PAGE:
Rev. Dale Kuiper
The word tradition is used five times by Jesus and four times by the apostle Paul. In addition, there is one occurrence where it is translated "ordinances" (Cor. 11:2). It is not to be found in the Old Testament, although the idea of tradition is implied in such phrases as "sayings of old which our fathers have told us" (Psa. 78:2,3); "the rock whence you are hewn" (Isa. 51:1); and "the ancient landmarks" (Prov. 22:28). The Greek word is composed of a root with the meaning of "to give, to commit, to deliver," and a prefix which slightly changes the meaning to "entrust, transmit, give over."
Jesus never spoke of tradition except to condemn and warn against it (Matt. 15:2ff., Mark 7:3ff.). Paul also used it in a negative way (Gal. 1:14; Col. 2:8). In all these passages the Lord and His apostle speak of a body of doctrine and practice which men invented, foisted upon the people as grievous burdens, even though these traditions transgressed the Word of God and made His commandments of none effect. These precepts of men were made equal to the Bible; in fact, they possessed an authority greater than the Word of God in the minds of the elders and the Pharisees.
Paul also used the term in a positive, salutary sense. In II Thessalonians 2:15 he commands that the church stand fast, and "hold the traditions which ye have been taught, whether by word or our epistle." The context shows that tradition refers to a definite body of doctrine that God has ordained, revealed to Paul, and passed on by him to the church. In II Thessalonians 3:6, he enjoins the brotherhood to "withdraw yourselves from every brother that walketh disorderly, and not after the tradition which he received of us." Here the reference is to a definite way of life which God has laid down as acceptable in the church. We may safely say that this tradition of doctrine and walk is the Bible. It is the sole rule, the only authority, for faith and life.
The Roman Catholic Church makes much of tradition. Authority for Rome is the Bible, and developing tradition (the apocryphal books, writings of Greek and Latin church fathers, decisions of church councils, and papal decrees). And the church determines what the Bible teaches and what tradition means. All the dreadful distinctives of Rome are based on the traditions of men, all of them: purgatory, the priesthood, the mass, transubstantiation, prayers for the dead, indulgences, penance, worship of Mary, use of images in worship, holy water, rosary beads, celibacy, the papacy and its claims. Not only do these doctrines lack biblical warrant, but they are often in direct contradiction to Scripture. For example, Paul writes that there is one mediator between God and men, the man Jesus Christ. Rome introduces a host of mediators such as Mary, priests, hundreds of saints, and thousands of angels. The Romish church has followed hard in the footsteps of the Pharisees, falls under the condemnation of Jesus, and is a false church (Belgic Confession, Art. 29). We cannot be thankful to God enough for Martin Luther, whose thrilling words before the Diet of Worms left that august assembly spellbound: "Since then your Majesty and lordships desire a simple reply, I will answer without horns and without teeth. Unless I am convicted by Scripture and plain reason-I do not accept the authority of popes and councils, for they have contradicted each other - my conscience is captive to the Word of God. I cannot and I will not recant any thing, for to go against conscience is neither right nor safe. God help me. Amen." Sola Scriptura!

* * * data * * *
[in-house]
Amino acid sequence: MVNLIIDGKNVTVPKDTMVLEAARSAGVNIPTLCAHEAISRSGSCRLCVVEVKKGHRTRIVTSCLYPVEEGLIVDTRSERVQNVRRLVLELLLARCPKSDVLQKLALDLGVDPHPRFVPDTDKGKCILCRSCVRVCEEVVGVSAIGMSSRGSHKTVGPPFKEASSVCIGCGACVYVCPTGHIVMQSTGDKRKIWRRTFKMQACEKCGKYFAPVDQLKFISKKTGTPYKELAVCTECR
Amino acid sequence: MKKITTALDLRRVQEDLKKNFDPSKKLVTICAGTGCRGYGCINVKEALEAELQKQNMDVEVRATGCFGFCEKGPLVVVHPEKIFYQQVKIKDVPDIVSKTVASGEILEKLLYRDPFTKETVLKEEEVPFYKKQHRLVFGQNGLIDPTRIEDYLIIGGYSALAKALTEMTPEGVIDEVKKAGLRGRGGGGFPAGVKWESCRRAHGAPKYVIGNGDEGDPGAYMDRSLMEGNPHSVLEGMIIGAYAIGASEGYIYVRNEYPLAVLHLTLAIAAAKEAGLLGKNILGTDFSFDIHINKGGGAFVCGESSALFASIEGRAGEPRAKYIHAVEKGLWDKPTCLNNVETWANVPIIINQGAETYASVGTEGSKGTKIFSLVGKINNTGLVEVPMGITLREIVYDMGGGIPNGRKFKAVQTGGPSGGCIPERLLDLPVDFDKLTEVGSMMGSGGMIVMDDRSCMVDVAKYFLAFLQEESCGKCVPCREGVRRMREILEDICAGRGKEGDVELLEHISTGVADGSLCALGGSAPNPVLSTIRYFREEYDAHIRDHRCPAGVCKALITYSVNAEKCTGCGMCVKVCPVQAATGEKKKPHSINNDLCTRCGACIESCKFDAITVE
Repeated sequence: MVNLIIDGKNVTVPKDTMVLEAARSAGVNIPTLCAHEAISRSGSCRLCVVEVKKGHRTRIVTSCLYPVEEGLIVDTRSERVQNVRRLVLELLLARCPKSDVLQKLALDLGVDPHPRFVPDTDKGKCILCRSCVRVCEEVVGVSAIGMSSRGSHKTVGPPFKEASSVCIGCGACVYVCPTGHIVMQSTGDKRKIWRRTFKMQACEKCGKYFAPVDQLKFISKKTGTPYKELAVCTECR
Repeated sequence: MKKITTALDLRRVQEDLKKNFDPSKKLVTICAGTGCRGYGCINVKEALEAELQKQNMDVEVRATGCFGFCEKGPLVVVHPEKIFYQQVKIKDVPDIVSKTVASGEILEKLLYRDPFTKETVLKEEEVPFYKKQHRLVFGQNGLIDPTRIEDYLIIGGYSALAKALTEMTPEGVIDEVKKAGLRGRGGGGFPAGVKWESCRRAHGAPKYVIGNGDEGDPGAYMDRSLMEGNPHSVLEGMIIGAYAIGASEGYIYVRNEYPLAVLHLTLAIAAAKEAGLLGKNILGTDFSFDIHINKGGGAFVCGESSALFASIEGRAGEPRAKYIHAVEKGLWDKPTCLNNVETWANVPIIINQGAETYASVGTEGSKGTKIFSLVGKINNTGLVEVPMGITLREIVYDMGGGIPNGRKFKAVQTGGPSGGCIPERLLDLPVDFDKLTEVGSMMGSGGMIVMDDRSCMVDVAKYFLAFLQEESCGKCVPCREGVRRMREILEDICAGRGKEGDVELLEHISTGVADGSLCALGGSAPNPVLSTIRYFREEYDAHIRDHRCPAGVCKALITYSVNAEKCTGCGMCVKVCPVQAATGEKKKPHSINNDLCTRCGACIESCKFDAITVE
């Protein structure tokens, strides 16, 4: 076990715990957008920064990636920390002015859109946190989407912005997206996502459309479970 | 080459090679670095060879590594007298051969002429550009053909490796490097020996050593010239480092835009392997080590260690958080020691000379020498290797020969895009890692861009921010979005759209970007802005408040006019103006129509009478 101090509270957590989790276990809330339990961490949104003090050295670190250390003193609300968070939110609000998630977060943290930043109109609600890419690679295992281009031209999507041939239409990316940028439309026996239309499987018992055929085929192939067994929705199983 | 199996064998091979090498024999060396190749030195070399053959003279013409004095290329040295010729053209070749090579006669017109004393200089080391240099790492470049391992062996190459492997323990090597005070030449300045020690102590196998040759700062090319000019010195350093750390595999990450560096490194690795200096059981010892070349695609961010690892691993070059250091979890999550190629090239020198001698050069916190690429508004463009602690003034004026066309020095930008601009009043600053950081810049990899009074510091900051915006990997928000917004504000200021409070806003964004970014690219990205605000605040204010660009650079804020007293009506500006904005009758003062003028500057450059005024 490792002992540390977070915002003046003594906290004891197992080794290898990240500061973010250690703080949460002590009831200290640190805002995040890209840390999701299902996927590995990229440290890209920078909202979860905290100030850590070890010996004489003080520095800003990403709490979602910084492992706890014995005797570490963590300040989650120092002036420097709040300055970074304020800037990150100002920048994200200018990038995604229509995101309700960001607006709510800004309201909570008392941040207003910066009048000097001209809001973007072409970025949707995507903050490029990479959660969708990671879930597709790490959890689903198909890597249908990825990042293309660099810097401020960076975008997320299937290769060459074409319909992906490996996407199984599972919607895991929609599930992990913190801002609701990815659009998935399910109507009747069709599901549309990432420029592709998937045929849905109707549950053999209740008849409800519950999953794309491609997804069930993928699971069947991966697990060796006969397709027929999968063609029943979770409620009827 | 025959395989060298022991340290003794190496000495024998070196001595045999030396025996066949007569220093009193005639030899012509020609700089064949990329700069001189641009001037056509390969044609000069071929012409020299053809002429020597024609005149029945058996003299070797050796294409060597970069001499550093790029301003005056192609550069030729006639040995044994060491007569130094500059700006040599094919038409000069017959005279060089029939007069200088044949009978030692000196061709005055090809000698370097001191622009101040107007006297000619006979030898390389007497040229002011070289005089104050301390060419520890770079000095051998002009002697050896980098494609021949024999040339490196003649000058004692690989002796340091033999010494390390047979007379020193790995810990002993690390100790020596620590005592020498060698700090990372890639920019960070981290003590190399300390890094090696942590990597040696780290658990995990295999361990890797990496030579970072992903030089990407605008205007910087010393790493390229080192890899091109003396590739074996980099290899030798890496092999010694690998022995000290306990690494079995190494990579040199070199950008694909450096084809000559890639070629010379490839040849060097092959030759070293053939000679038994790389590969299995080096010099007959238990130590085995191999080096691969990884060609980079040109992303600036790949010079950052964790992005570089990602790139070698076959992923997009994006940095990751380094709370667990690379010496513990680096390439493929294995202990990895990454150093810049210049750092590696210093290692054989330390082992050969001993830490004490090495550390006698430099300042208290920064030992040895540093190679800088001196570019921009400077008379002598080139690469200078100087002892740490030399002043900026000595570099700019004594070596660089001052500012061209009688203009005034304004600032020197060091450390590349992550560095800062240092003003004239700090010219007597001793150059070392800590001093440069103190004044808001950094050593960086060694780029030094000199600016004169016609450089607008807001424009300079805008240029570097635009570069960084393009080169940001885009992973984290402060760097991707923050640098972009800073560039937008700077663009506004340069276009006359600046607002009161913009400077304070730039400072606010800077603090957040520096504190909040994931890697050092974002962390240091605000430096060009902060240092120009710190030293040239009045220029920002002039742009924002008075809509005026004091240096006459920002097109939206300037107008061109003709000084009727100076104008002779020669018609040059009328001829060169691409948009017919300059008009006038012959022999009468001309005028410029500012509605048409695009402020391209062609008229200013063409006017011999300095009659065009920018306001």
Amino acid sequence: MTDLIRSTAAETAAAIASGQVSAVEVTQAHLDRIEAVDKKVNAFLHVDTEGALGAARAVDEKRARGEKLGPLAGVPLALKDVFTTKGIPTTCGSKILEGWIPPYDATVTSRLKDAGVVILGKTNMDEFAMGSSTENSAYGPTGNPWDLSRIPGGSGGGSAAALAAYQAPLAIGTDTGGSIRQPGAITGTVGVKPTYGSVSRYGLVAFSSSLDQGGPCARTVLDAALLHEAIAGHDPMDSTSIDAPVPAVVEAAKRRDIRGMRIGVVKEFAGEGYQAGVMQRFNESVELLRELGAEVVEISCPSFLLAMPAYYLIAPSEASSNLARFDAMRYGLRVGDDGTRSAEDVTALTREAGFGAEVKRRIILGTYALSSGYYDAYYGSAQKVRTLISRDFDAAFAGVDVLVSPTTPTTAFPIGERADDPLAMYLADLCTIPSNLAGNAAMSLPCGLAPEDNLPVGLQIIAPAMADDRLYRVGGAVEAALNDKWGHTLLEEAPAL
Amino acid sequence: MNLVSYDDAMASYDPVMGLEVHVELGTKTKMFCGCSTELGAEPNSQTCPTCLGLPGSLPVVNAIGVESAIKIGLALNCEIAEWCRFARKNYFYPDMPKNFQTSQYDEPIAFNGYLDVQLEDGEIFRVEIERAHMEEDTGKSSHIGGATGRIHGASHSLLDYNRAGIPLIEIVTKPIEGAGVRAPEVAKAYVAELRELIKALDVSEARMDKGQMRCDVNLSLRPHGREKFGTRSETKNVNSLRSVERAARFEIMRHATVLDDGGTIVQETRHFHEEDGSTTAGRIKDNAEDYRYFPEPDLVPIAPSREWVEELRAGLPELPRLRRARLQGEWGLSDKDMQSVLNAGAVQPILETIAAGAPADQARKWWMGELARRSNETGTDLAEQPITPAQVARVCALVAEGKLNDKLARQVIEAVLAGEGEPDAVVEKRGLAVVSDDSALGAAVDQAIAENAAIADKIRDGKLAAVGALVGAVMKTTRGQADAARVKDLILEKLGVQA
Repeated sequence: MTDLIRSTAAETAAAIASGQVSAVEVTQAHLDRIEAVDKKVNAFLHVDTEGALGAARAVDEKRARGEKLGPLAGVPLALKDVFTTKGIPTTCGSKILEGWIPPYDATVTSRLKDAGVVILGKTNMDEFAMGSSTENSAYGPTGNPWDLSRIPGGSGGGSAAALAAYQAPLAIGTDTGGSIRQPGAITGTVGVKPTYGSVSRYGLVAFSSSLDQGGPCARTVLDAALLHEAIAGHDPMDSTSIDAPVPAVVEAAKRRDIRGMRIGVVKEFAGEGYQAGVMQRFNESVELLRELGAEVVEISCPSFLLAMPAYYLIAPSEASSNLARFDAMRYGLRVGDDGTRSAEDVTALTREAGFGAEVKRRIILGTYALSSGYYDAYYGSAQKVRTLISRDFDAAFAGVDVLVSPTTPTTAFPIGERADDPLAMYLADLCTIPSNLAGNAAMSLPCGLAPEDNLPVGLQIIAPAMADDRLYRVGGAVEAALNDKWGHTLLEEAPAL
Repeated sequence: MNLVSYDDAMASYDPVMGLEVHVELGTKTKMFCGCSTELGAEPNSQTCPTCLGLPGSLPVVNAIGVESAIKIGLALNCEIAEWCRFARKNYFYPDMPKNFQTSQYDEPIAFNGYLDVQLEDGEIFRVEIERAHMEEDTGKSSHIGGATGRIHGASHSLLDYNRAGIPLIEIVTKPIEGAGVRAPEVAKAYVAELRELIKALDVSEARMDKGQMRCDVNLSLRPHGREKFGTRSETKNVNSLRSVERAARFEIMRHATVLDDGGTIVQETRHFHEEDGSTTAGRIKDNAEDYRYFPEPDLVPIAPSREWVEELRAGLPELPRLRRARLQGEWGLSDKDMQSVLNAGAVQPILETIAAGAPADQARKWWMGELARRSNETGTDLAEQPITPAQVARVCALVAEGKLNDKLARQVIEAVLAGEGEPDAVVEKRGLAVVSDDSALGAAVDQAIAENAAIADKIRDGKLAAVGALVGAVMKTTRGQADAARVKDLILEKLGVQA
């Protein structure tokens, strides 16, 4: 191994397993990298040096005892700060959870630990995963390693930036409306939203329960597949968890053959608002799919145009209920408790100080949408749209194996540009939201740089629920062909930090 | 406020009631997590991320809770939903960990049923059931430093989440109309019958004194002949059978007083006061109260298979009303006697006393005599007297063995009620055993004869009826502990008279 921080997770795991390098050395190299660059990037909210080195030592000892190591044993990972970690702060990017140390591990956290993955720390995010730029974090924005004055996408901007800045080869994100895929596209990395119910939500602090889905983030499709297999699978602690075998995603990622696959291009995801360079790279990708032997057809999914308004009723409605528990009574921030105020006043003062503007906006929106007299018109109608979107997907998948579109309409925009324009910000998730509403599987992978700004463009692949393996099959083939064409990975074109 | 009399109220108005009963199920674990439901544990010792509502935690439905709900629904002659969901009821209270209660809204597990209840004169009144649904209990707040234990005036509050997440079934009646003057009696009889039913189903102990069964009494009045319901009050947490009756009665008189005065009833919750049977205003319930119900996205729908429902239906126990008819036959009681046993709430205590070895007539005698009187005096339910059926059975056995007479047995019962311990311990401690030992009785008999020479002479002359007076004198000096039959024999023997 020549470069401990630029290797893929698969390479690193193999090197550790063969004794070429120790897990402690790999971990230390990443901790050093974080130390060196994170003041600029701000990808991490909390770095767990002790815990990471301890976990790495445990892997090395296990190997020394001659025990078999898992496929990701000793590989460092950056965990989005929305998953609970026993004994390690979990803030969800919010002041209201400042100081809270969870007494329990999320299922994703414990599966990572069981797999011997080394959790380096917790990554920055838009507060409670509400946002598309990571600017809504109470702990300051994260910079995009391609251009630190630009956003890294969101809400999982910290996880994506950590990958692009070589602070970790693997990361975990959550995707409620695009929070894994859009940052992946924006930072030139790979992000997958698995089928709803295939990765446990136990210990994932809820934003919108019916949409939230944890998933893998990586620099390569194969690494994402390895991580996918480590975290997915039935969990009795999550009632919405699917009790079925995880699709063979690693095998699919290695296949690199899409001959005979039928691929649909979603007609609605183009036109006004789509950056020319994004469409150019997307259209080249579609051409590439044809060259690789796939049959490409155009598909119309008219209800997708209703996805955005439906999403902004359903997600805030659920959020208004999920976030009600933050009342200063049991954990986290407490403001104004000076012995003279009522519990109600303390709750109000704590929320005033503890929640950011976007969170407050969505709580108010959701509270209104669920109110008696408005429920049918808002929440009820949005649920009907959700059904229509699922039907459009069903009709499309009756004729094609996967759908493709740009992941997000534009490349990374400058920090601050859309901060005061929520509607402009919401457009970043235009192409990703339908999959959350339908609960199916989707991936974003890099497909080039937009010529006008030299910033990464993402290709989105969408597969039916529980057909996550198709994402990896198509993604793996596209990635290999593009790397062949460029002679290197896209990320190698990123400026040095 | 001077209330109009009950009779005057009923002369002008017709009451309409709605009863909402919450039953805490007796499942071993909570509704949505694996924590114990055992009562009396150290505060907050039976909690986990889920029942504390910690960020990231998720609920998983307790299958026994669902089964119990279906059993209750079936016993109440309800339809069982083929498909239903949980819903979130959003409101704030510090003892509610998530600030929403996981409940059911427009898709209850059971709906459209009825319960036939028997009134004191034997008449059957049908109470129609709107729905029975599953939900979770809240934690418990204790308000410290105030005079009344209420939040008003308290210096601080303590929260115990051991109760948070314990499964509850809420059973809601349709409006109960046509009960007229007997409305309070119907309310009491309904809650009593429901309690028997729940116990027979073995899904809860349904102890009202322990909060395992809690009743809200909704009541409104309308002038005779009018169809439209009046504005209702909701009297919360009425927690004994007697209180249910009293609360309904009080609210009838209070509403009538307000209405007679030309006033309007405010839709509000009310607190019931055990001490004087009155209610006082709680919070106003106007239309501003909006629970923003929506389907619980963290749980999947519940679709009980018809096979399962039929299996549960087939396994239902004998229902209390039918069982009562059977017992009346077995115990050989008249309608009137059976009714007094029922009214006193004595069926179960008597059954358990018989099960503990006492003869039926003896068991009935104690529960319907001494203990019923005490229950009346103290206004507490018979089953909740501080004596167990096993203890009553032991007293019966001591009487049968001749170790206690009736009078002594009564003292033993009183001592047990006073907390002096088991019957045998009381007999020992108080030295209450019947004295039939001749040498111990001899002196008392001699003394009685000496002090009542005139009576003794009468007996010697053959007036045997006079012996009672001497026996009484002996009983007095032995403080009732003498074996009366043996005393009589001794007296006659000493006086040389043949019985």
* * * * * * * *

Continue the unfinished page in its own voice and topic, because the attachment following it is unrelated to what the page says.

The devilish echo of Romish tradition is heard in many churches today, where we find a growing church hierarchy which rules from the top down (Synod, Classes over local councils), and where it is evident that the science of the world is elevated above Scripture, if ever we are to discover what the Bible means.
As churches we have our traditions; every church does. We preach the Heidelberg Catechism every Sunday, and we hold services on various, significant days throughout the year. So strong are these traditions that they are embodied in our Church Order. Our Three Forms of Unity belong to the Reformed tradition. Now we do not suggest that there are errors in our Creeds! We love them, believe them, and use them every day. But all traditions decided upon by men and councils must always be subjected to the biblical tradition, laid down by God Himself. And if anything in our tradition does not agree perfectly with Scripture, it must be let go of and changed in the proper way. In this way a Reformed church is always reforming.
From: The Standard Bearer, December 1, 1991
Last modified: 19-Feb-2002